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Summer Hours Review

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Two brothers and a sister witness the disappearance of their childhood memories when they must relinquish the family belongings to ensure their deceased mother's succession.

★★★★

The dismal sense that globalisation has unleashed an irreversible philistinism pervades this melancholic domestic drama that proudly exhibits its debt to Louis Malle. It’s clear at Edith Scob’s birthday party that only son Charles Berling cares for the family’s artistic heritage and, on her passing, jet-setting siblings Juliette Binoche and Jérémier Renier agree to the sale of her country home and collections with an alacrity born out of self-obsession. However, director Assayas is too aware that times change to allow Berling’s sentiment to taint proceedings with nostalgia. Deftly played and beautifully photographed, this may lack depth, but its observations on human transience are deeply moving.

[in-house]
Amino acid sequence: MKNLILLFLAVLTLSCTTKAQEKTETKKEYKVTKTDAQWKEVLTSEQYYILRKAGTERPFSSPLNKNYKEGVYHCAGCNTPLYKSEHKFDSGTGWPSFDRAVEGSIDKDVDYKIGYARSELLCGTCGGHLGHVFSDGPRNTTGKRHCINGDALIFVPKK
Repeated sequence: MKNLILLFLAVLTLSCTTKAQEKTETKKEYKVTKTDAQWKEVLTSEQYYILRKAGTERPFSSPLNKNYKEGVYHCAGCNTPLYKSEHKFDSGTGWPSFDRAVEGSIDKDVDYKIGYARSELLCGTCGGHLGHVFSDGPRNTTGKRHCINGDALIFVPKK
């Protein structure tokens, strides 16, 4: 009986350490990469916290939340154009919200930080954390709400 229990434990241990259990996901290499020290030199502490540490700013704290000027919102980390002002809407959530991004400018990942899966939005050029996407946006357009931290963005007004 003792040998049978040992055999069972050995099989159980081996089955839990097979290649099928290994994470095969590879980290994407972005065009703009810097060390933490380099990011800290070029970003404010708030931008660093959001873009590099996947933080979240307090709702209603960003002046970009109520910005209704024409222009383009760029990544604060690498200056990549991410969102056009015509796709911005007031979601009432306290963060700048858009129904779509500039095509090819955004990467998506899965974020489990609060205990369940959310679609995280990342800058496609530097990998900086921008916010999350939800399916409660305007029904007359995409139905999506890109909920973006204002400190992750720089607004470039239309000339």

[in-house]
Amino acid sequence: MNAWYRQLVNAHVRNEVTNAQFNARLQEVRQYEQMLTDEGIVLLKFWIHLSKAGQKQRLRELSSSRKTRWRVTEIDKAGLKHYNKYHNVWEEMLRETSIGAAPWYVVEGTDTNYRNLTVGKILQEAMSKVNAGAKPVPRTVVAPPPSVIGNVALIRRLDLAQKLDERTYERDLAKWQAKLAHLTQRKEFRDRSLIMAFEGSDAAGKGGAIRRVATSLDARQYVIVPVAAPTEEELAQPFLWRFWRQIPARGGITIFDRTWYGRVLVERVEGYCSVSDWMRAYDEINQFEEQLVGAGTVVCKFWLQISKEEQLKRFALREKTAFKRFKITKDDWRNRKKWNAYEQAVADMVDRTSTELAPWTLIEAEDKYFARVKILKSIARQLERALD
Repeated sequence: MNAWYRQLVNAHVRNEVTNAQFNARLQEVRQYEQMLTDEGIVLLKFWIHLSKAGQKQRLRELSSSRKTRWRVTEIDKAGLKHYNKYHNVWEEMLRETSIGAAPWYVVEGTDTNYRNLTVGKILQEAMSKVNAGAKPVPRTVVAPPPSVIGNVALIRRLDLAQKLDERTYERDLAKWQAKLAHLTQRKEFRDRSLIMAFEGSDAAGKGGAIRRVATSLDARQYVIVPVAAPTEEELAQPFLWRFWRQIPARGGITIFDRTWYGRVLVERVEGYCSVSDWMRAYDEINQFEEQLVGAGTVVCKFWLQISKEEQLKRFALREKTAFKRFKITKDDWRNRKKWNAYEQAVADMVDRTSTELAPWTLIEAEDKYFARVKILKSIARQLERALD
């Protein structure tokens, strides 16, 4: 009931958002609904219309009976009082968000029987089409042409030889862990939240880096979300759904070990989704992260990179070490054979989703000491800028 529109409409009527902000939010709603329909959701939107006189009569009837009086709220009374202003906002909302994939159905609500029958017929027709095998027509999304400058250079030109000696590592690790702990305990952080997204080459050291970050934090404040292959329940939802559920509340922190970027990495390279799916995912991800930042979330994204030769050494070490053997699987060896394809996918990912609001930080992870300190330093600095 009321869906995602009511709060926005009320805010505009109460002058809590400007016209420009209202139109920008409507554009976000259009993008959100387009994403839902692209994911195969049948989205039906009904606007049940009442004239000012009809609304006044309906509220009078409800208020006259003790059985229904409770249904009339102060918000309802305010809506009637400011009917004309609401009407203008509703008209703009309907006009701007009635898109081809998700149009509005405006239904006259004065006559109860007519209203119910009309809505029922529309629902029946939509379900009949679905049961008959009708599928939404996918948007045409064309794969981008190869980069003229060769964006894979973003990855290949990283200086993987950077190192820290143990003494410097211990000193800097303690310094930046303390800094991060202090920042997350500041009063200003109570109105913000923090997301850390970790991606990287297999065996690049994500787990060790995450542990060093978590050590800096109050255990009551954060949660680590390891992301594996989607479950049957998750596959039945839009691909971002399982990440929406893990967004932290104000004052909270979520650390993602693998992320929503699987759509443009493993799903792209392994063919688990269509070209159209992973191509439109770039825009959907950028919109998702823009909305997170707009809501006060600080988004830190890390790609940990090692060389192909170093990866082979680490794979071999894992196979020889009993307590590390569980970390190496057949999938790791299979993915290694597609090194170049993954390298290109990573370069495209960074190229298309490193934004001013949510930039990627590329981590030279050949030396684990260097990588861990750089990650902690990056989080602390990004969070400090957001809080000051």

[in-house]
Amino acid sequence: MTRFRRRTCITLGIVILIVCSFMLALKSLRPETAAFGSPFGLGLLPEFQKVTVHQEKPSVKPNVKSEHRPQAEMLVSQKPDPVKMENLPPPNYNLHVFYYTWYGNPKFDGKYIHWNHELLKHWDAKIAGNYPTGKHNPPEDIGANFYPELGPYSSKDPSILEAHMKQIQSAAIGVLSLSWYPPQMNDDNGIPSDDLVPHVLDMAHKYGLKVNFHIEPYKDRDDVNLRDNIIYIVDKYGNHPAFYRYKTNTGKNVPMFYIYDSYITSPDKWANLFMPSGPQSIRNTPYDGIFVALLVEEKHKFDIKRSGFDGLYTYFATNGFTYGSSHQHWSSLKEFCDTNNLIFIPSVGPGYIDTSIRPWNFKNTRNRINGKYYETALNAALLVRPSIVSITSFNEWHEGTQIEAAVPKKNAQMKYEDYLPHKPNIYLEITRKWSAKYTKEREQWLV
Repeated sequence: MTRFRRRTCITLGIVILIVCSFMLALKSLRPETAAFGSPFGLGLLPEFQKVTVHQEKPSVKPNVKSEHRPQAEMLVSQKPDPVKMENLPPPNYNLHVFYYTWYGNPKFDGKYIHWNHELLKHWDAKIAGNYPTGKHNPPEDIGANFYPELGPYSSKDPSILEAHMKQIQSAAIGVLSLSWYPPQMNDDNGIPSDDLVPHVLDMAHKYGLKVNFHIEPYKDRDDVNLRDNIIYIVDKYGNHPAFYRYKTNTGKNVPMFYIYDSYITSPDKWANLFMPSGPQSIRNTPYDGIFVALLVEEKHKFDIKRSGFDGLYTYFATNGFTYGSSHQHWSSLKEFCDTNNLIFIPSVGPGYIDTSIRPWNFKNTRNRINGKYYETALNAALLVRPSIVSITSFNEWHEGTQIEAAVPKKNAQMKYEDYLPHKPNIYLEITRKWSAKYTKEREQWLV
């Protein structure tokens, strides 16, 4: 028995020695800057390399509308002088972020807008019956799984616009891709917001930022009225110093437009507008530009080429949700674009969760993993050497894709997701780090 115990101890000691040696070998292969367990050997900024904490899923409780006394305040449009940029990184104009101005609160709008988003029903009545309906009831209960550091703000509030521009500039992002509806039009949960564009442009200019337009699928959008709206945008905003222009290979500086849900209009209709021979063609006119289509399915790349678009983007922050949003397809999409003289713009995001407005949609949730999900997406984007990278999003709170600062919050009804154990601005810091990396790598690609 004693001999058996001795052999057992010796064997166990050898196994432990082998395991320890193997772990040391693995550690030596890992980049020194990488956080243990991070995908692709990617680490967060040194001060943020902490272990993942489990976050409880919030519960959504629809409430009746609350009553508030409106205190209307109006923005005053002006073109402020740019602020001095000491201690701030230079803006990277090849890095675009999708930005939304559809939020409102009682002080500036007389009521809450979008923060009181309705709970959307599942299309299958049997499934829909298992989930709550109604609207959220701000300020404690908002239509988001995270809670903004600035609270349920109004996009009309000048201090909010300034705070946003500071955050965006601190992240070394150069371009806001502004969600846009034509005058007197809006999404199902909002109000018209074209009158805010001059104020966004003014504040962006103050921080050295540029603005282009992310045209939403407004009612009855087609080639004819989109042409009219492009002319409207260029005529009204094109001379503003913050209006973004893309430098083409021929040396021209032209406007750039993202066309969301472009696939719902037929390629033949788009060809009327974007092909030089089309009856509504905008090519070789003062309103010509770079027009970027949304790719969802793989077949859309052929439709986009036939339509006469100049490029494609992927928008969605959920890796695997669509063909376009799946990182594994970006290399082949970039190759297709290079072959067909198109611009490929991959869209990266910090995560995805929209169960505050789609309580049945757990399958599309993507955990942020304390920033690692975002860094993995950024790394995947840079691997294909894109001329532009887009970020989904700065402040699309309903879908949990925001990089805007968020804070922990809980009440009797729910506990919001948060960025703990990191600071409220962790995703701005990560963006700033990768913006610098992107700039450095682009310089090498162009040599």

Deftly played and beautifully photographed, this may lack depth, but its observations on human transience are deeply moving.